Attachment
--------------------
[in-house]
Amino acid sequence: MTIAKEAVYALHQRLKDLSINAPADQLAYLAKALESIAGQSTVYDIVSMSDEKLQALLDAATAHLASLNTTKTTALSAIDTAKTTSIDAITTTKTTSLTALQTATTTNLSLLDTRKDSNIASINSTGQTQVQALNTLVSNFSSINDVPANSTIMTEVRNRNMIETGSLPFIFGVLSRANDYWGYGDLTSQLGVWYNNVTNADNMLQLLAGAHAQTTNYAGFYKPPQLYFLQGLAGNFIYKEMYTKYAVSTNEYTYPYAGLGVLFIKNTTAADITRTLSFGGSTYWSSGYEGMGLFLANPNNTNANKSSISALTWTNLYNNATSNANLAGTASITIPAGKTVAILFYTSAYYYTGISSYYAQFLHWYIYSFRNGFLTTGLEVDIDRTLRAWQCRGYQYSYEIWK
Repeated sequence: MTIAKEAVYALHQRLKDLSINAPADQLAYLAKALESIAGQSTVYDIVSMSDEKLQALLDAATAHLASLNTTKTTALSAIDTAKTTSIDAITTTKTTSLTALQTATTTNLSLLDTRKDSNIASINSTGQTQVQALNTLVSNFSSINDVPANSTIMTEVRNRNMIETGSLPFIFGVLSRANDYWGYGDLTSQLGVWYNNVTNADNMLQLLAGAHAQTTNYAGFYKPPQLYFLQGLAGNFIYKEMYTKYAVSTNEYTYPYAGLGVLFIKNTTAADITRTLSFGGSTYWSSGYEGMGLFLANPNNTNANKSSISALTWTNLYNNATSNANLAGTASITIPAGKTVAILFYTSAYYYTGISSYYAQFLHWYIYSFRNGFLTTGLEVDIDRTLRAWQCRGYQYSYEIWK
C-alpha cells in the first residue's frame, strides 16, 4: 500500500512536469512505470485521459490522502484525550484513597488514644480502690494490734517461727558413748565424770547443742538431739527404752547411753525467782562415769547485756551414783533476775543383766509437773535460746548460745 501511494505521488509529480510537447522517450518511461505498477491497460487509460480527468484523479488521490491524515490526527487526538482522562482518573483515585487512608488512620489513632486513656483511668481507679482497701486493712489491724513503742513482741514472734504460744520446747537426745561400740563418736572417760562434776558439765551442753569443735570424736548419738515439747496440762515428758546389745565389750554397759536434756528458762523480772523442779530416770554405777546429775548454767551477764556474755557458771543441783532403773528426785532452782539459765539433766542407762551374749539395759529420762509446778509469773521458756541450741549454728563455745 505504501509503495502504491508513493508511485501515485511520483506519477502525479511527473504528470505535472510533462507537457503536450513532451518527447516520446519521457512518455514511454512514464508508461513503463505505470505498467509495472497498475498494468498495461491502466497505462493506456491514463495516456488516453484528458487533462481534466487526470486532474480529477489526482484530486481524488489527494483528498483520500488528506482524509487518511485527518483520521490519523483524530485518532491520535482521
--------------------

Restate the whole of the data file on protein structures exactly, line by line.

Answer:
[in-house]
Amino acid sequence: MTIAKEAVYALHQRLKDLSINAPADQLAYLAKALESIAGQSTVYDIVSMSDEKLQALLDAATAHLASLNTTKTTALSAIDTAKTTSIDAITTTKTTSLTALQTATTTNLSLLDTRKDSNIASINSTGQTQVQALNTLVSNFSSINDVPANSTIMTEVRNRNMIETGSLPFIFGVLSRANDYWGYGDLTSQLGVWYNNVTNADNMLQLLAGAHAQTTNYAGFYKPPQLYFLQGLAGNFIYKEMYTKYAVSTNEYTYPYAGLGVLFIKNTTAADITRTLSFGGSTYWSSGYEGMGLFLANPNNTNANKSSISALTWTNLYNNATSNANLAGTASITIPAGKTVAILFYTSAYYYTGISSYYAQFLHWYIYSFRNGFLTTGLEVDIDRTLRAWQCRGYQYSYEIWK
Repeated sequence: MTIAKEAVYALHQRLKDLSINAPADQLAYLAKALESIAGQSTVYDIVSMSDEKLQALLDAATAHLASLNTTKTTALSAIDTAKTTSIDAITTTKTTSLTALQTATTTNLSLLDTRKDSNIASINSTGQTQVQALNTLVSNFSSINDVPANSTIMTEVRNRNMIETGSLPFIFGVLSRANDYWGYGDLTSQLGVWYNNVTNADNMLQLLAGAHAQTTNYAGFYKPPQLYFLQGLAGNFIYKEMYTKYAVSTNEYTYPYAGLGVLFIKNTTAADITRTLSFGGSTYWSSGYEGMGLFLANPNNTNANKSSISALTWTNLYNNATSNANLAGTASITIPAGKTVAILFYTSAYYYTGISSYYAQFLHWYIYSFRNGFLTTGLEVDIDRTLRAWQCRGYQYSYEIWK
C-alpha cells in the first residue's frame, strides 16, 4: 500500500512536469512505470485521459490522502484525550484513597488514644480502690494490734517461727558413748565424770547443742538431739527404752547411753525467782562415769547485756551414783533476775543383766509437773535460746548460745 501511494505521488509529480510537447522517450518511461505498477491497460487509460480527468484523479488521490491524515490526527487526538482522562482518573483515585487512608488512620489513632486513656483511668481507679482497701486493712489491724513503742513482741514472734504460744520446747537426745561400740563418736572417760562434776558439765551442753569443735570424736548419738515439747496440762515428758546389745565389750554397759536434756528458762523480772523442779530416770554405777546429775548454767551477764556474755557458771543441783532403773528426785532452782539459765539433766542407762551374749539395759529420762509446778509469773521458756541450741549454728563455745 505504501509503495502504491508513493508511485501515485511520483506519477502525479511527473504528470505535472510533462507537457503536450513532451518527447516520446519521457512518455514511454512514464508508461513503463505505470505498467509495472497498475498494468498495461491502466497505462493506456491514463495516456488516453484528458487533462481534466487526470486532474480529477489526482484530486481524488489527494483528498483520500488528506482524509487518511485527518483520521490519523483524530485518532491520535482521